He is still an “incomplete” player as per his own assessment, but Jitesh Sharma is ready to put his head down and do the hard work rather than think about his selection in India's white-ball teams.
The Vidarbha and Punjab Kings keeper-batter though has already had a feel of the Indian team dressing room when he was called up for the home T20Is against Sri Lanka earlier this year. But this is another World Cup year with the 50-over meet set to take place in October/November, while India play quite a few limited-overs series leading up to the quadrennial showpiece.
There’s still some time left for the World Cup, but for the upcoming clashes, like those against the West Indies, Ireland and in the Asia Cup, the second keeper-batter’s position will be up for grabs till KL Rahul returns fully fit. If Rahul’s return is delayed, Ishan Kishan will most likely continue as India’s preferred keeper-batter in the XI.
Jitesh then can certainly afford to be more optimistic about his place in the squad. But, with his feet firmly on the ground, Jitesh doesn’t at all wish to run after it.
“I don’t think I need to run after an India berth. If I keep doing what’s required of me and ensure my fitness levels are high, these berths will automatically come to me. I don’t need to run after them or keep thinking about them,” the 29-year-old, in the city to play in the P. Sen Trophy for Bhowanipore Club, told The Telegraph.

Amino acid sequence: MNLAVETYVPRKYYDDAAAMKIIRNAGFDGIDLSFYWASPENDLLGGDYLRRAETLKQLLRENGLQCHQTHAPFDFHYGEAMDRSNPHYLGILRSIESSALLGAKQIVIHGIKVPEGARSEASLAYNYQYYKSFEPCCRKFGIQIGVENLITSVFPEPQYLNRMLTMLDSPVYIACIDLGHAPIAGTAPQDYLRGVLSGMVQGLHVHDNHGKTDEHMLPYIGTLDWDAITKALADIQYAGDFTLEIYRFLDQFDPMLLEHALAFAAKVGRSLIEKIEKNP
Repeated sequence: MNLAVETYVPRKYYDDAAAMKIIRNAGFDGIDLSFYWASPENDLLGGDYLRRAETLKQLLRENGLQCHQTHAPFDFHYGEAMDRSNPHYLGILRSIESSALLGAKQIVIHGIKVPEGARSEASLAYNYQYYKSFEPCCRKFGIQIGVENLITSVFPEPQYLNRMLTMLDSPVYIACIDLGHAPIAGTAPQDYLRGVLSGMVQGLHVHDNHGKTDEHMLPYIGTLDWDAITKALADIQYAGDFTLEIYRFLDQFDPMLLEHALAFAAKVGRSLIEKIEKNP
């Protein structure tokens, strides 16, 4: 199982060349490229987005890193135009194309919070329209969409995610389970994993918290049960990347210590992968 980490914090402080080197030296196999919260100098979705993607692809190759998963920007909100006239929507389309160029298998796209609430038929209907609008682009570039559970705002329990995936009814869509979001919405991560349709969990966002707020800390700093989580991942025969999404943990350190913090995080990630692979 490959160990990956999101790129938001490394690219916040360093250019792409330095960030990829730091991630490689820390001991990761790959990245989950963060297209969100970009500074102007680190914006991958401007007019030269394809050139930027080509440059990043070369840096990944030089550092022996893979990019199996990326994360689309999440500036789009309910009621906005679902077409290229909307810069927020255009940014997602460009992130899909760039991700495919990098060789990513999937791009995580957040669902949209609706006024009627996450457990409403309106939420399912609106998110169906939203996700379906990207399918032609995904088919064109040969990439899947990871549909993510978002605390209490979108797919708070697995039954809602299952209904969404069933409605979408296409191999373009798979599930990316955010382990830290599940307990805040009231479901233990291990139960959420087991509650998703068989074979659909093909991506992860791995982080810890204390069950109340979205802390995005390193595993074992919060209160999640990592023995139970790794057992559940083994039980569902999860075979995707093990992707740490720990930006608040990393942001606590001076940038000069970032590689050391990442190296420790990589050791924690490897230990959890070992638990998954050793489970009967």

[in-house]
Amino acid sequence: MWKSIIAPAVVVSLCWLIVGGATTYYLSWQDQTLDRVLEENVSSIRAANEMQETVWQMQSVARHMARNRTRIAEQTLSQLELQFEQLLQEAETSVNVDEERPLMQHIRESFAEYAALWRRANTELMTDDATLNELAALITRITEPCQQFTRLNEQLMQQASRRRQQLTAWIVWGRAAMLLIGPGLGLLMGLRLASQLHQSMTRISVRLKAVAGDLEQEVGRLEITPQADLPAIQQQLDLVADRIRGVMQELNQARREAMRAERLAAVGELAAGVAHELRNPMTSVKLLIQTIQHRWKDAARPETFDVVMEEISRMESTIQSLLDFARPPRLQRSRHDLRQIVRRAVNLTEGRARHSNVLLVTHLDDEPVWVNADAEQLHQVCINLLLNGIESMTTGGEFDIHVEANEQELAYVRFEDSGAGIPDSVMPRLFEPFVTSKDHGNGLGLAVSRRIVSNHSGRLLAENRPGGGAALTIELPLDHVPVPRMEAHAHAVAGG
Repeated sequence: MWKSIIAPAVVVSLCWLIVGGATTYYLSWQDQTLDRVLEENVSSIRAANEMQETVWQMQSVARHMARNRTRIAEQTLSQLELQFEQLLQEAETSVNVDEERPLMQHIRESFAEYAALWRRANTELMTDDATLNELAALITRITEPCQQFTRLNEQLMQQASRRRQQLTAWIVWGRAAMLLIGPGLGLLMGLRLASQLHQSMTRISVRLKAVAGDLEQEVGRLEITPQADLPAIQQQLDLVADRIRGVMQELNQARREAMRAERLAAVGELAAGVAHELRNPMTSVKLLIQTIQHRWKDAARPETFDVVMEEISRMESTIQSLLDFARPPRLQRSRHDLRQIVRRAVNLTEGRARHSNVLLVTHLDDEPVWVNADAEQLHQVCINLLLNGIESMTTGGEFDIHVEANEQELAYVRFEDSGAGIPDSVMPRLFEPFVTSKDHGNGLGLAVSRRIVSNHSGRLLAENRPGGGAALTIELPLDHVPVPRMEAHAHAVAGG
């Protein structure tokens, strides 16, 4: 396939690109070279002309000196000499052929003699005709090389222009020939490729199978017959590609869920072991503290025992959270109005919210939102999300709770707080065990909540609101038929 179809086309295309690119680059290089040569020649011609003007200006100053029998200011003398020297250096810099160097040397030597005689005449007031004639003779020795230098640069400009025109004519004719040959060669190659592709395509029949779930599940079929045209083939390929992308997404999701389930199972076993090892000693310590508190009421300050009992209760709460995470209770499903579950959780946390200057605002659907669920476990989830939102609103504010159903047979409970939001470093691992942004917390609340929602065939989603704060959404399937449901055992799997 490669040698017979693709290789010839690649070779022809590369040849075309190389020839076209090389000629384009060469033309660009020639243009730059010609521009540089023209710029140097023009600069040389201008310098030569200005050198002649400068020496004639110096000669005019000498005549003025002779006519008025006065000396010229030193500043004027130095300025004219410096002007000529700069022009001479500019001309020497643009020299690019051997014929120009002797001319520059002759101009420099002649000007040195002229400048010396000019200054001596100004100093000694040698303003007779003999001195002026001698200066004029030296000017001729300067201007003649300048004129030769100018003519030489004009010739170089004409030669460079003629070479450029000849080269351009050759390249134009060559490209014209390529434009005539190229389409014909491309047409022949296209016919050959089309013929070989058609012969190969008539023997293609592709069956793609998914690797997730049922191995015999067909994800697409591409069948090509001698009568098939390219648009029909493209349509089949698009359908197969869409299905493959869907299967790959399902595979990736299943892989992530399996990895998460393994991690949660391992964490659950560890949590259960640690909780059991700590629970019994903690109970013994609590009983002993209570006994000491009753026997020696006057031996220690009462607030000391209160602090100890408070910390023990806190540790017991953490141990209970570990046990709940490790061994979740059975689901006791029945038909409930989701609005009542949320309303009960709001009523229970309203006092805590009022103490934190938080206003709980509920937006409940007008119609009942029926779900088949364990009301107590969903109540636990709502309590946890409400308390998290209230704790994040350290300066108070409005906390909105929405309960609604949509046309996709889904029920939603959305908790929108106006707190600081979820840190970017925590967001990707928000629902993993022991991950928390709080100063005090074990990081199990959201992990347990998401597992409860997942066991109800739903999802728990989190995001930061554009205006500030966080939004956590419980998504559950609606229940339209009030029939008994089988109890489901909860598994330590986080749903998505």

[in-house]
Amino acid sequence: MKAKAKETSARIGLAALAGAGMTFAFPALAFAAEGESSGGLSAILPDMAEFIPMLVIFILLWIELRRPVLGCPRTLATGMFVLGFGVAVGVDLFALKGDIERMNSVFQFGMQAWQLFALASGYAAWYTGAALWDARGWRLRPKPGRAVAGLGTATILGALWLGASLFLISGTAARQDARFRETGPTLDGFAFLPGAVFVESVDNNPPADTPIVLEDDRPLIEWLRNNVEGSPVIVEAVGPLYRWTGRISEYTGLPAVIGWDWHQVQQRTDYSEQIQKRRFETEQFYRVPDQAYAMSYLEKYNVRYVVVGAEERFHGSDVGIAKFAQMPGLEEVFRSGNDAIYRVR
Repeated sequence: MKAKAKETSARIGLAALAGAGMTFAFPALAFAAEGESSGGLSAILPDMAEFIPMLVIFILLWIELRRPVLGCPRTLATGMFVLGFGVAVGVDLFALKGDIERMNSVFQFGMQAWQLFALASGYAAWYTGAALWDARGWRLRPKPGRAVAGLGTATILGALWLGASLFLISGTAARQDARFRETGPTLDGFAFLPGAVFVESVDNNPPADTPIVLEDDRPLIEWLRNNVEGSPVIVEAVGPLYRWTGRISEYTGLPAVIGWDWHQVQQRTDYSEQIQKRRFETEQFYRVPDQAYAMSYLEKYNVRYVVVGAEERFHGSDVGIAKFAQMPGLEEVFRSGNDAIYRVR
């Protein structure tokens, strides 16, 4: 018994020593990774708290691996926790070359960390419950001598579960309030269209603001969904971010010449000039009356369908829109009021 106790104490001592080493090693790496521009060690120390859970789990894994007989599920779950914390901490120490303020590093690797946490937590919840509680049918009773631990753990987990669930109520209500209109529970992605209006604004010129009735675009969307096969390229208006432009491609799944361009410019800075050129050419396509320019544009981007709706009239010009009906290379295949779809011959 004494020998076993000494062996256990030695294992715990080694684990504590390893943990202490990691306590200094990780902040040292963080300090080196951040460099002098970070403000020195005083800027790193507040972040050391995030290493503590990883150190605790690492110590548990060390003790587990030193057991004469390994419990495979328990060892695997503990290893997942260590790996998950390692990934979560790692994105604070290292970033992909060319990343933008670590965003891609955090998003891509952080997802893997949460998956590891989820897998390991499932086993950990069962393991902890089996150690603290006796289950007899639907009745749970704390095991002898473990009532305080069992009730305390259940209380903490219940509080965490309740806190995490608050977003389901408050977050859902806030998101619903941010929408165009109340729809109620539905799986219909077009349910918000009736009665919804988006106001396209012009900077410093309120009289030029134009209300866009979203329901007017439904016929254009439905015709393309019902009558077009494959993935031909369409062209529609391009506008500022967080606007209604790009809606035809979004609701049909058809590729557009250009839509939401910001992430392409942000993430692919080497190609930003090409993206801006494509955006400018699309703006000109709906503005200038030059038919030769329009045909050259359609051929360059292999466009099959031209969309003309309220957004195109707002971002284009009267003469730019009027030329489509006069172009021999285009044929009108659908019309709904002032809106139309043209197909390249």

Being one of the reliable players of Vidarbha alongside impressing for Punjab Kings in the last couple of IPL seasons, Jitesh’s focus is on brushing his skills further and take his overall game to a level higher. “I feel I’m still an incomplete player and a lot of the other guys around are either on par or ahead of me.
“That kind of helps me to strive for further betterment and keep pushing myself so that I can reach a particular level, which is very important for my career, considering where it is at.
“In other words, no matter how well I do in the IPL, there are plenty of areas I still need to work on: my glovework, my batting and fitness. If a batsman goes on to get a big hundred, he will try and replicate that or do even better next time,” Jitesh emphasised.
In this year’s IPL, Jitesh finished as Punjab Kings’ third-highest scorer with 309 runs at a strike rate of 156.06, coming out to bat in the middle order. The biggest learning for Jitesh from this IPL has been the need to be “thick-skinned”.
“I feel it’s important to be thick-skinned in the positions I usually went into bat: Nos.5 and 6. That’s something I learnt from someone like Liam (Livingstone)... Because those are such positions where you have to see both sides of the coin.
“If you perform and win your team the game, you’ll have everyone praising you. While if you fail to deliver, you could be criticised severely and have to bear the brunt. And that’s where you need to be thick-skinned,” Jitesh explained.